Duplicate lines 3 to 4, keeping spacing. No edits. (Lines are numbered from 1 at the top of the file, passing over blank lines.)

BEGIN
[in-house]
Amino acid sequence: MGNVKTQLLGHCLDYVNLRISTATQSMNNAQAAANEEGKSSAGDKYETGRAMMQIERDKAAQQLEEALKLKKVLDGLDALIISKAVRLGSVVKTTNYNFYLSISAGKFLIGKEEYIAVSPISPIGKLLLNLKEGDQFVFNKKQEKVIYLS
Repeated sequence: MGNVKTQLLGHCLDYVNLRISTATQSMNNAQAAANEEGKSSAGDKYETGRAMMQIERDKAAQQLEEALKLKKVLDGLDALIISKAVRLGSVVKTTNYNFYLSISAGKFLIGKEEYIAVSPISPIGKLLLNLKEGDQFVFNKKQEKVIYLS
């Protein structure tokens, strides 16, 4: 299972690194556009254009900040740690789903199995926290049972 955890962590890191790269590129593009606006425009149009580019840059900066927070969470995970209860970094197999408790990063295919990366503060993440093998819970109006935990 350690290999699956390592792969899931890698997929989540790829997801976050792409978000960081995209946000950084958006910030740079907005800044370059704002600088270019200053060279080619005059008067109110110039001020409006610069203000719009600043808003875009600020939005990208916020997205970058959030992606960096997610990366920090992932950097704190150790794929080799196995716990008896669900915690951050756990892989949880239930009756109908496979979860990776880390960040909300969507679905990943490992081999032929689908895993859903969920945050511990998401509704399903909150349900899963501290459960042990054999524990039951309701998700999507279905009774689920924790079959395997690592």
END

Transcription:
Repeated sequence: MGNVKTQLLGHCLDYVNLRISTATQSMNNAQAAANEEGKSSAGDKYETGRAMMQIERDKAAQQLEEALKLKKVLDGLDALIISKAVRLGSVVKTTNYNFYLSISAGKFLIGKEEYIAVSPISPIGKLLLNLKEGDQFVFNKKQEKVIYLS
């Protein structure tokens, strides 16, 4: 299972690194556009254009900040740690789903199995926290049972 955890962590890191790269590129593009606006425009149009580019840059900066927070969470995970209860970094197999408790990063295919990366503060993440093998819970109006935990 350690290999699956390592792969899931890698997929989540790829997801976050792409978000960081995209946000950084958006910030740079907005800044370059704002600088270019200053060279080619005059008067109110110039001020409006610069203000719009600043808003875009600020939005990208916020997205970058959030992606960096997610990366920090992932950097704190150790794929080799196995716990008896669900915690951050756990892989949880239930009756109908496979979860990776880390960040909300969507679905990943490992081999032929689908895993859903969920945050511990998401509704399903909150349900899963501290459960042990054999524990039951309701998700999507279905009774689920924790079959395997690592």